10. the allied armies had some great snipers
    but there are too many to name
  11. canuck

    canuck Closed Account

    Canuk -
    The question actually belongs with the Infantry as both Tank man and Sappers rarely were called upon to shoot anyone - and most unlikely could hit the broad side of a barn - we had training on pistol and Tommy Gun shooting - but this could not be termed sniper actions.

    One day we spotted a PG with a Panzershriek waitng fo the next Tank to rioll by - so the Gunner was ordered to employ the "besa PG 400yds to the right -"ON" - fire "!

    I watched his hand move from the besa trigger to the main gun ?

    We finally got up there and found this PG with a five inch hole in his chest - that was sniper fire ! Harry was a great gunner whose Test and Adjustment skills(T&A) were excellent....


    Thanks Tom,
    I know you were an armoured guy but since snipers were known to have a crack at tank commanders I thought you might have had some experience with the shooters on our side. Obviously, from your Panzershreck story, your crew didn't need help from anyone.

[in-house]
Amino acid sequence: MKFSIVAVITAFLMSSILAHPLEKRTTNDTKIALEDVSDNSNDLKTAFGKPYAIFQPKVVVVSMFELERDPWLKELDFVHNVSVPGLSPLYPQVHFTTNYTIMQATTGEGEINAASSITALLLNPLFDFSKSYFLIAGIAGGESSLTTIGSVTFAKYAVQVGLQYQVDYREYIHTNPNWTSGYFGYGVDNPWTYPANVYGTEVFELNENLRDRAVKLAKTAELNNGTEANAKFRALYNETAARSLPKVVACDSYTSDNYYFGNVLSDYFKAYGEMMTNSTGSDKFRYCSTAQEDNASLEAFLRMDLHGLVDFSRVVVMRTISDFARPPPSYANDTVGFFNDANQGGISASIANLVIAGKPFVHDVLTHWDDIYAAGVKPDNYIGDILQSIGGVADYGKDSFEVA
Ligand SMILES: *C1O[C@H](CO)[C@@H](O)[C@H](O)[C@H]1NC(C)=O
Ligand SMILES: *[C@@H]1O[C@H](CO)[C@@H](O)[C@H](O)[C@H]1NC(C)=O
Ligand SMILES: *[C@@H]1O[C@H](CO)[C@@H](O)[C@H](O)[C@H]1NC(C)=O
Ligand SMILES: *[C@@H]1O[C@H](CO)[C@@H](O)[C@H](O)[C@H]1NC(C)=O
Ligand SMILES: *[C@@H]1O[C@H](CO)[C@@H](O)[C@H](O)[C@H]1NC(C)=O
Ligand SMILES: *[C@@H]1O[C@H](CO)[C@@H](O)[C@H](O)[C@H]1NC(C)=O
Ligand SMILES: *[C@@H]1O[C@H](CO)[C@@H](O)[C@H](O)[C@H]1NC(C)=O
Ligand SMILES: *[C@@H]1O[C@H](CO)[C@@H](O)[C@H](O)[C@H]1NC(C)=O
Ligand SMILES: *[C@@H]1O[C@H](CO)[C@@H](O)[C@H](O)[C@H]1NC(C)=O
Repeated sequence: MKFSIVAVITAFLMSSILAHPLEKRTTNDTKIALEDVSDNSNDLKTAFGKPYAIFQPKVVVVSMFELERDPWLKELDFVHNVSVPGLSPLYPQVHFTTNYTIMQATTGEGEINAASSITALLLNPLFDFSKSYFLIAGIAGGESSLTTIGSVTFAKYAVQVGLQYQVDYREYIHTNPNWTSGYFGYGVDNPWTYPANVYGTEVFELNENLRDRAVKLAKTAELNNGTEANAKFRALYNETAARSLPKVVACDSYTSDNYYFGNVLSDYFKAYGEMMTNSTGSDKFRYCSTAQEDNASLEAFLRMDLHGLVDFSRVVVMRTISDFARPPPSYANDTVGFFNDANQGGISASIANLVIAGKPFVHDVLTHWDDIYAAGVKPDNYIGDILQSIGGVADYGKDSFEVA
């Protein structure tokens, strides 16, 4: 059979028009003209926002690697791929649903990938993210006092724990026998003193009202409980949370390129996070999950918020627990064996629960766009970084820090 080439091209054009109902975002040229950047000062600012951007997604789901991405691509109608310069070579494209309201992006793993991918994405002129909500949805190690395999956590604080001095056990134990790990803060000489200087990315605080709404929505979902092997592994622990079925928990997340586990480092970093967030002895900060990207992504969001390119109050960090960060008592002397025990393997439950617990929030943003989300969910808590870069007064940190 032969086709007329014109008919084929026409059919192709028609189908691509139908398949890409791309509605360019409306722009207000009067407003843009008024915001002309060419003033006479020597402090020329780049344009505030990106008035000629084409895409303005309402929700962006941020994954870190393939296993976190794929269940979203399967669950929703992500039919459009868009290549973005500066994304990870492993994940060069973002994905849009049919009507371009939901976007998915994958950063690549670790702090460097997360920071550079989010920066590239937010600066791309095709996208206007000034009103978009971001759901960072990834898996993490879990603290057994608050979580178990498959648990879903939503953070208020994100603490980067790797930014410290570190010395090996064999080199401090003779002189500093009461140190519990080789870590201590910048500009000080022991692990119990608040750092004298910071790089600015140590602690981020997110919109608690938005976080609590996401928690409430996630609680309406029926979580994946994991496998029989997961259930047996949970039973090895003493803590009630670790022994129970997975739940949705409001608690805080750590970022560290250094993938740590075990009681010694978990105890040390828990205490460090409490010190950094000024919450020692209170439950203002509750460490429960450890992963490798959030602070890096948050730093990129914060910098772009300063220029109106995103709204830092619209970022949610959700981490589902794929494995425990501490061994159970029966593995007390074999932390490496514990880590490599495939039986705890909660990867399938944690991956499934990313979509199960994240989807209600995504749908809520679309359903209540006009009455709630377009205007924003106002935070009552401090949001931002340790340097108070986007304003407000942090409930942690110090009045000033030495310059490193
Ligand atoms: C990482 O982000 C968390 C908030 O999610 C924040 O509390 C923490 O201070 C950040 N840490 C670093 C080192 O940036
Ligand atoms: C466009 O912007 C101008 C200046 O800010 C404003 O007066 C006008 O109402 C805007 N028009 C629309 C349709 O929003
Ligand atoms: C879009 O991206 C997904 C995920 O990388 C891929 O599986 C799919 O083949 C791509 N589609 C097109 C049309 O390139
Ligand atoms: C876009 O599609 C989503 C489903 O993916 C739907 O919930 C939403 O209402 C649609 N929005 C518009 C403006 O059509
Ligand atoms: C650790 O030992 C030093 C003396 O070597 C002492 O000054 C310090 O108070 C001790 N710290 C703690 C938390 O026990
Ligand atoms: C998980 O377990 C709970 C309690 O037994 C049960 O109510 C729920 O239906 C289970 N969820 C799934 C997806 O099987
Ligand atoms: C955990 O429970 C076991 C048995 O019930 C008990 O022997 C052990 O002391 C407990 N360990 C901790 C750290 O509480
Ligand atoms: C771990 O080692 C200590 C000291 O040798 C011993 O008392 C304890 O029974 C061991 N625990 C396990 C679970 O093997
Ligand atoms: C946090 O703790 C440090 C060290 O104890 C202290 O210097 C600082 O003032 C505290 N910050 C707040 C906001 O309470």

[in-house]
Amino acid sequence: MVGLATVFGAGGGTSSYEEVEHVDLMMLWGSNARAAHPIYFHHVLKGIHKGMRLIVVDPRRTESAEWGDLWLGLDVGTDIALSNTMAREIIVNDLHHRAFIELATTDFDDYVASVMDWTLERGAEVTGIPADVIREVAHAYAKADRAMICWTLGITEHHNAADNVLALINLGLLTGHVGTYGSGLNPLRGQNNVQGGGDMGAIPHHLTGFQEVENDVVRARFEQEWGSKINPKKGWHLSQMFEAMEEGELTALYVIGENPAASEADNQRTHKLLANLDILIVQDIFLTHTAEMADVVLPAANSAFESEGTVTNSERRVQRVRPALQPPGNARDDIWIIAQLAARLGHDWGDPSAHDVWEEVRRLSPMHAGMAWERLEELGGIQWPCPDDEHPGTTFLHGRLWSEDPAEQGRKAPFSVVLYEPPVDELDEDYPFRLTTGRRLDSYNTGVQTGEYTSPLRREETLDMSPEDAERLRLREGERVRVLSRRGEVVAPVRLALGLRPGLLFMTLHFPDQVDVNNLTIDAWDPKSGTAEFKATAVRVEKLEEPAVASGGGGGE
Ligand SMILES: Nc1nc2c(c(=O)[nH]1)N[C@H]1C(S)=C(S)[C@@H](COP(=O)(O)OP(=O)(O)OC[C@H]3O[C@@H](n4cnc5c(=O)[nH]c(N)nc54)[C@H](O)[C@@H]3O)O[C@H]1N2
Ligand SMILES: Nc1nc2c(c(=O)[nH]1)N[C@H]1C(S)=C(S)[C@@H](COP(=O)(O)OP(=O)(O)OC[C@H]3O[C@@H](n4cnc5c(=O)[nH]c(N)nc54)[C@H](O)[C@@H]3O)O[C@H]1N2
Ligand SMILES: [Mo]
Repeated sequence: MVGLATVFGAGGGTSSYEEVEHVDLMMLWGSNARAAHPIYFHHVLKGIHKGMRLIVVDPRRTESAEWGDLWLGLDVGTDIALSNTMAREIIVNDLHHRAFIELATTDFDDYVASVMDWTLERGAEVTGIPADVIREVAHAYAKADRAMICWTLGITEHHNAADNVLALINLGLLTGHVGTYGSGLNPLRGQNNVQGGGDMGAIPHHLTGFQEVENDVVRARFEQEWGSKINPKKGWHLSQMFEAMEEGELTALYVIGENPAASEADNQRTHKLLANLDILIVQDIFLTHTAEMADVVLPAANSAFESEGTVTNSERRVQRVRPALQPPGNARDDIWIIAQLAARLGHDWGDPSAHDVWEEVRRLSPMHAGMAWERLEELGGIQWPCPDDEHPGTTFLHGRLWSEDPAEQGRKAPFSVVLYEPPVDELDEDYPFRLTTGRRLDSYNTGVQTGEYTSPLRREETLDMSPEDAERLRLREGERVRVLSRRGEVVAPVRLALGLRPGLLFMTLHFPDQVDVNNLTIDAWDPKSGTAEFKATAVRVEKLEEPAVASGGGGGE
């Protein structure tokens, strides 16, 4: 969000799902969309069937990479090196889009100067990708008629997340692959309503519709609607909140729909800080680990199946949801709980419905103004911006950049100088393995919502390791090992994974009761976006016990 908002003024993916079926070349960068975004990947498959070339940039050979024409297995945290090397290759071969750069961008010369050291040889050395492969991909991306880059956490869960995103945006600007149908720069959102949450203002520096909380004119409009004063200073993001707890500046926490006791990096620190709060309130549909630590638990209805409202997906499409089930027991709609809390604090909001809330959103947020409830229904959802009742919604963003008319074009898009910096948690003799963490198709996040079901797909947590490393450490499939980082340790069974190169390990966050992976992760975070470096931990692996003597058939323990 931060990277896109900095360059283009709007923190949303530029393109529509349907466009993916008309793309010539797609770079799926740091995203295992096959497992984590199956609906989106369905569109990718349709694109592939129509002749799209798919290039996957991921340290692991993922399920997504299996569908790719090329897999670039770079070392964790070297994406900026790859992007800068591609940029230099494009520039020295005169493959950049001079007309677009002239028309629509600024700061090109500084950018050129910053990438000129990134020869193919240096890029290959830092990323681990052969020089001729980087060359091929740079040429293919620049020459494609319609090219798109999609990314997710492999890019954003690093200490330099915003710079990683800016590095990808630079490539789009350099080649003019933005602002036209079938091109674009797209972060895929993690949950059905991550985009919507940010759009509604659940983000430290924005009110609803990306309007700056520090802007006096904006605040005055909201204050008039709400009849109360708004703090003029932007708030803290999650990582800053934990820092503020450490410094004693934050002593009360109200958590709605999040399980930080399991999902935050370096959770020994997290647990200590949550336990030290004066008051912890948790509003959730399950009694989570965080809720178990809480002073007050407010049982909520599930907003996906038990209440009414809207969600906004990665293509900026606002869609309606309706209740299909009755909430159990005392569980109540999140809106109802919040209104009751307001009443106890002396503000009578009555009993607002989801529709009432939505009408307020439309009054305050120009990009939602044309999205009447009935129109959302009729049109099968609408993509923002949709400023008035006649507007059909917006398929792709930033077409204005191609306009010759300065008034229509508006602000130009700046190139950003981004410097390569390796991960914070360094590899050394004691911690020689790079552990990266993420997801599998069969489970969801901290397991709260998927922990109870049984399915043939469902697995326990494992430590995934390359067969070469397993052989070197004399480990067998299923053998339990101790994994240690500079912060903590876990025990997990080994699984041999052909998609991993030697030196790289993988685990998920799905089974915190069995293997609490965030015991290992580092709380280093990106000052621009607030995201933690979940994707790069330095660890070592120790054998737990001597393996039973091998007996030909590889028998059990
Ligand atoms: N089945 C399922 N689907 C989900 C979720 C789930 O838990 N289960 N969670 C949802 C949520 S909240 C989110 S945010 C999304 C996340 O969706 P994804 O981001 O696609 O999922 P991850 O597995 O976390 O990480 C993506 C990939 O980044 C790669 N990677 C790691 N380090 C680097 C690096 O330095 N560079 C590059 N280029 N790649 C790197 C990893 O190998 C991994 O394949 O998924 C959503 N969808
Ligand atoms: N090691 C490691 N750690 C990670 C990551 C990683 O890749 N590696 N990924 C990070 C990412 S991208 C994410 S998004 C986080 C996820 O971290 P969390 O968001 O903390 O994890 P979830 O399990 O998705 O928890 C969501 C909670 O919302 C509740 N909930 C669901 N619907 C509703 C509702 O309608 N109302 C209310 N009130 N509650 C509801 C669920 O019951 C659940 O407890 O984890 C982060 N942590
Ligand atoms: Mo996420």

It's similar to a story that Bernie Pelletier related where a German soldier, in Italy, used the cover of a cow in a field as he waited to throw a grenade at a line of Bren gun carriers. As it was told, a full belt was fed through Bernie's Vickers MG to riddle both cow and German.
  12. Tom Canning

    Tom Canning WW2 Veteran WW2 Veteran

    Canuk -
    My own Troop leader was killed by a sniper as he - like all too many commanders - had to have his head above the turret line to know where we were going - this situation improved much later with multiple periscopes but as always - too little - too late - for too many.